locations of various sites. "It seemed like they were interested,"
Davila told Horton. "Then I never heard from them again."

In late October, as Mark Denbeaux was preparing to unveil the Seton
Hall report, there was brief communication with McHenry again, but on
November 2, she called to say that the investigation was being closed:

"It was a strange conversation," Denbeaux recalled.
McHenry explained that "the gist of Sergeant Hickman's information
could not be confirmed." But when Denbeaux asked what that "gist"
actually was, McHenry declined to say. She just reiterated that
Hickman's conclusions "appeared" to be unsupported. Denbeaux asked what
conclusions exactly were unsupported. McHenry refused to say.

Horton notes correctly that "the Justice Department has plenty of
its own secrets to protect," because it "would seem to have been
involved in the cover-up from the first days, when FBI agents stormed
Colonel Bumgarner's quarters," which was "unusual." He also explains
that, when the Justice Department sought court approval for the NCIS
seizure of all the prisoners' letters:

US District Court Judge James Robertson gave the Justice
Department a sympathetic hearing, and he ruled in its favor, but he
also noted a curious aspect of the government's presentation: its
"citations supporting the fact of the suicides" were all drawn from
media accounts. Why had the Justice Department lawyers who argued the
case gone to such lengths to avoid making any statement under oath
about the suicides? Did they do so in order to deceive the court? If
so, they could face disciplinary proceedings or disbarment.

In addition, Horton notes the role played by lawyers in the Justice
Department's Office of Legal Counsel, who, of course, "had been deeply
involved in the process of approving and setting the conditions for the
use of torture techniques, issuing a long series of memoranda [widely
known as the ‘torture memos']
that CIA agents and others could use to defend themselves against any
subsequent criminal prosecution." Pointing a finger at Teresa McHenry,
he explains that, "As a former war-crimes prosecutor, McHenry knows
full well that government officials who attempt to cover up crimes
perpetrated against prisoners in wartime face prosecution under the
doctrine of command responsibility," and quotes Rear Admiral John
Hutson, the former judge advocate general of the Navy, who told him:

Filing false reports and making false statements is bad
enough, but if a homicide occurs and officials up the chain of command
attempt to cover it up, they face serious criminal liability. They may
even be viewed as accessories after the fact in the original crime.

In conclusion, Horton suggests that everyone charged with accounting
for what happened on June 9, 2006 - the prison command, the civilian
and military investigative agencies, the Justice Department, and
Attorney General Eric Holder - "face a choice between the rule of law
and the expedience of political silence," and, to date, have chosen the
latter.

In passing, he mentions that the death of another prisoner in June last year - a 31-year old Yemeni named Muhammad Salih - also raises disturbing questions (as was reported by former prisoner Binyam Mohamed in an op-ed for the Miami Herald), and to this he could have added that the death of another Saudi, Abdul Rahman al-Amri, on May 30, 2007, also remains suspicious.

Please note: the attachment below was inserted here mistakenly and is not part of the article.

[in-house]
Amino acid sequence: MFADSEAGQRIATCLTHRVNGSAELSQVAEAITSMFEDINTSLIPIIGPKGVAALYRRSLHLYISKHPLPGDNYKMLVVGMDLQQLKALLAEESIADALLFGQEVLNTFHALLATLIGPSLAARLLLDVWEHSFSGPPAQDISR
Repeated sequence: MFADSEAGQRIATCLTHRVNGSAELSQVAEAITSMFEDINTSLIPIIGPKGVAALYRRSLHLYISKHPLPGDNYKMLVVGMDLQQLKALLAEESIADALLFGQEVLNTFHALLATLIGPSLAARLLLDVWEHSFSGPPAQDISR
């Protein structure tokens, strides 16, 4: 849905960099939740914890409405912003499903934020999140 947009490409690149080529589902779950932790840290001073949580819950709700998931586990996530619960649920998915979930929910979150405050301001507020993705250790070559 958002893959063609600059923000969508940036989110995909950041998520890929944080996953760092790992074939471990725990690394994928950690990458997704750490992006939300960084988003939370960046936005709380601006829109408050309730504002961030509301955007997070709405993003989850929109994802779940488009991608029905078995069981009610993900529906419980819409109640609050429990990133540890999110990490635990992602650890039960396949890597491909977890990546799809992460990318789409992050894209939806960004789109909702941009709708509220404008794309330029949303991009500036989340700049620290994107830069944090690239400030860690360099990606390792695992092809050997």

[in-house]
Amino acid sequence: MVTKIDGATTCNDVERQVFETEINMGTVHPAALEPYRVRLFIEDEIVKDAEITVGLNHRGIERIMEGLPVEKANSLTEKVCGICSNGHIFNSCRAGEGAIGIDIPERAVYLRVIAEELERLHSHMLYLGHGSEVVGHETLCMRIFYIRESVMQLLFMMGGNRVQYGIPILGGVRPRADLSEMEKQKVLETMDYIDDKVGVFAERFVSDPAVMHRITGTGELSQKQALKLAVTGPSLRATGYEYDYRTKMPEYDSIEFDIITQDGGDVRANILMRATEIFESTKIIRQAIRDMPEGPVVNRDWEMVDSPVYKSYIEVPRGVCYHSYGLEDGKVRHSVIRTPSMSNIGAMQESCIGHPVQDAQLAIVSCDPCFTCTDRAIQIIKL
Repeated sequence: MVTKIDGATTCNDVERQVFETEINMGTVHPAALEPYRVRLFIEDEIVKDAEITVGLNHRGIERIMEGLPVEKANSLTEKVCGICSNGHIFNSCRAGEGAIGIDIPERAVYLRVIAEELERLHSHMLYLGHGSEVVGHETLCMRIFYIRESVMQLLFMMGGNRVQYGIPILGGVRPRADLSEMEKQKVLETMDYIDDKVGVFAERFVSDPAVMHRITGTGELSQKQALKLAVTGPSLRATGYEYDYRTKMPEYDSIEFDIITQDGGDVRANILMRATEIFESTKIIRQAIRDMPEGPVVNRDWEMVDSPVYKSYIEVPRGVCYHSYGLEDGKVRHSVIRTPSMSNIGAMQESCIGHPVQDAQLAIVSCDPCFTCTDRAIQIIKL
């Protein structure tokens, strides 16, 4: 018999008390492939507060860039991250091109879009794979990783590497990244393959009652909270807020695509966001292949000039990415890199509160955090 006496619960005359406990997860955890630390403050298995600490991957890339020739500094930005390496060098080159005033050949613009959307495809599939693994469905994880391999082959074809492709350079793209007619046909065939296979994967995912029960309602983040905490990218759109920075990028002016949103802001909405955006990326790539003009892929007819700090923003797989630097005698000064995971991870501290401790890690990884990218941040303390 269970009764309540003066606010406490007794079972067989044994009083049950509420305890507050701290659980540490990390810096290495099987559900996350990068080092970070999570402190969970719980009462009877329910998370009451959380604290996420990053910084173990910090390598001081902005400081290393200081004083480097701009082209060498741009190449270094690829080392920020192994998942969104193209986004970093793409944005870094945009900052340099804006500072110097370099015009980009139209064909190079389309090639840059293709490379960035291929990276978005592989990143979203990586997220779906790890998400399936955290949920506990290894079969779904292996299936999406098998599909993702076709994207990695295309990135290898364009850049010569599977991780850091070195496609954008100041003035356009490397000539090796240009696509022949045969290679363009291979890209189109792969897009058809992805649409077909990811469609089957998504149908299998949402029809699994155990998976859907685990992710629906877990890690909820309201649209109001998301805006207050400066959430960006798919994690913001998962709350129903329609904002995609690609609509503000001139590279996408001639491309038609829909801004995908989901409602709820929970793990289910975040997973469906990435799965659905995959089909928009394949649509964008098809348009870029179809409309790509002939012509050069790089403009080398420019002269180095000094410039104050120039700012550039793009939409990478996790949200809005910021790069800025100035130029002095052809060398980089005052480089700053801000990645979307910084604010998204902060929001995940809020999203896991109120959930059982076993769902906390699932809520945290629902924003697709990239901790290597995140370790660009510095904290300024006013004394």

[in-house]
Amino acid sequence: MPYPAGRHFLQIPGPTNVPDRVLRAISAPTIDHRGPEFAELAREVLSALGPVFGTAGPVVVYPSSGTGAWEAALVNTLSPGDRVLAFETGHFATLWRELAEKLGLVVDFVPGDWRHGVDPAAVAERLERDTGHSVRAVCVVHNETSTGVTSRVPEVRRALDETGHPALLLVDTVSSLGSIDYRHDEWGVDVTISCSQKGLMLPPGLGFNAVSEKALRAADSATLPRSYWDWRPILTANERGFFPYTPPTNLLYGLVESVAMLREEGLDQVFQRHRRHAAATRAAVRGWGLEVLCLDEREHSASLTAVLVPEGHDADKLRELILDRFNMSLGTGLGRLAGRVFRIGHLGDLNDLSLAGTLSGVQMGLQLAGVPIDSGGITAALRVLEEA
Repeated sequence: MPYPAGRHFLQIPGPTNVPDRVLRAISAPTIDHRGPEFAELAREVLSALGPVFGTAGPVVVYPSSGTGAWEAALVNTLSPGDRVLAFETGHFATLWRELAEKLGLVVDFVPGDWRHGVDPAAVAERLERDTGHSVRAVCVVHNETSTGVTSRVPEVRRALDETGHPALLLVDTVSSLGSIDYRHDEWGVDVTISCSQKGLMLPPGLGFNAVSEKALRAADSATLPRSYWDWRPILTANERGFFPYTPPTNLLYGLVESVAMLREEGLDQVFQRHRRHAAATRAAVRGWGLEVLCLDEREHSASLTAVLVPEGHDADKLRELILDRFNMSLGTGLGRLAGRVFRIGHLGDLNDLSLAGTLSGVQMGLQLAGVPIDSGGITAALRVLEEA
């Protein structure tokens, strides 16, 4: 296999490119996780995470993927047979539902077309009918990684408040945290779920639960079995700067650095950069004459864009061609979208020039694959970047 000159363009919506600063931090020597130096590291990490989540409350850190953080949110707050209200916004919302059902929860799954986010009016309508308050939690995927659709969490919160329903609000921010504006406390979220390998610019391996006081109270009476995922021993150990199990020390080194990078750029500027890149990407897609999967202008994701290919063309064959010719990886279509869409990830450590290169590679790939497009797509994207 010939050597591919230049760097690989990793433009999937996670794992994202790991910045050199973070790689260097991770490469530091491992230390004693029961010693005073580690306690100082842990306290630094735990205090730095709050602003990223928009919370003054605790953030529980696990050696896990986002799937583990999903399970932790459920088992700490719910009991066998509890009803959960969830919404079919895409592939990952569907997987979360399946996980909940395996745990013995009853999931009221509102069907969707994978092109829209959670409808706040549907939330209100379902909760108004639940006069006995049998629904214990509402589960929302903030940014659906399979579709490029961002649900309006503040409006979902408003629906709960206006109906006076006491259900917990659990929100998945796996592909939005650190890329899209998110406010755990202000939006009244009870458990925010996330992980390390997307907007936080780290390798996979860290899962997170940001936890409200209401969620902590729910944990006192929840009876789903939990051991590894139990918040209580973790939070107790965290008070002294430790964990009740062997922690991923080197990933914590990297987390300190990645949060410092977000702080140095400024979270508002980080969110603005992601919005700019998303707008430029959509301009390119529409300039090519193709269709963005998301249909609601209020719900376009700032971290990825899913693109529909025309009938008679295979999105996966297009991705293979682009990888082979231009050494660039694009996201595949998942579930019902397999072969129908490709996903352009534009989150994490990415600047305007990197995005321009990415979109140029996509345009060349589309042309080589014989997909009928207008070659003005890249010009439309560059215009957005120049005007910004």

I urge you to read the whole report,
as this précis has been little more than a way for me to try and grasp
the main points presented in the article, which contains much more
detailed and disturbing information, including shocking information
about the autopsy (and information about the torture to which the men
were clearly subjected), a touching meeting with Yasser al-Zahrani's
father, General Talal al-Zahrani, and a detailed reiteration of some
other important facts - that none of the three men killed in June 2006
had any connection to terrorism, and that two had been cleared for
release, but had not been told.

Despite studying Guantánamo on a full-time basis for nearly four
years, this is one of the most chilling accounts of the prison that I
have ever read, and one which should not only lead to an independent
inquiry, but also to calls to press ahead with the closure of
Guantánamo - and the repatriation of as many prisoners as possible -
without further delay.

Scott Horton doesn't ask another pertinent question - whether it is
feasible that the three men died as a result of "enhanced
interrogations" that went too far, or whether they were deliberately
murdered. The panic that greeted the arrival of the corpses at the
clinic on that dreadful day suggests the former, but on reflection it
seems unlikely that three accidental deaths could occur in such a short
space of time. As Guantánamo takes on a new name - the Death Camp -
these doubts need to be addressed one way or another. Neither murder
nor manslaughter is acceptable, of course, but neither is it acceptable
for this disgraceful cover-up to continue.

As Yasser al-Zahrani's father explained to Horton:

The truth is what matters. They practiced every form of
torture on my son and on many others as well. What was the result? What
facts did they find? They found nothing. They learned nothing. They
accomplished nothing.

 


Our work is licensed under Creative Commons (CC BY-NC-ND 3.0). Feel free to republish and share widely.
Andy Worthington

Andy Worthington

Andy Worthington is a journalist and historian, based in London. He is the author of "The Guantanamo Files: The Stories of the 759 Detainees in America's Illegal Prison", the first book to tell the stories of all the detainees in America's illegal prison. For more information, visit his blog here.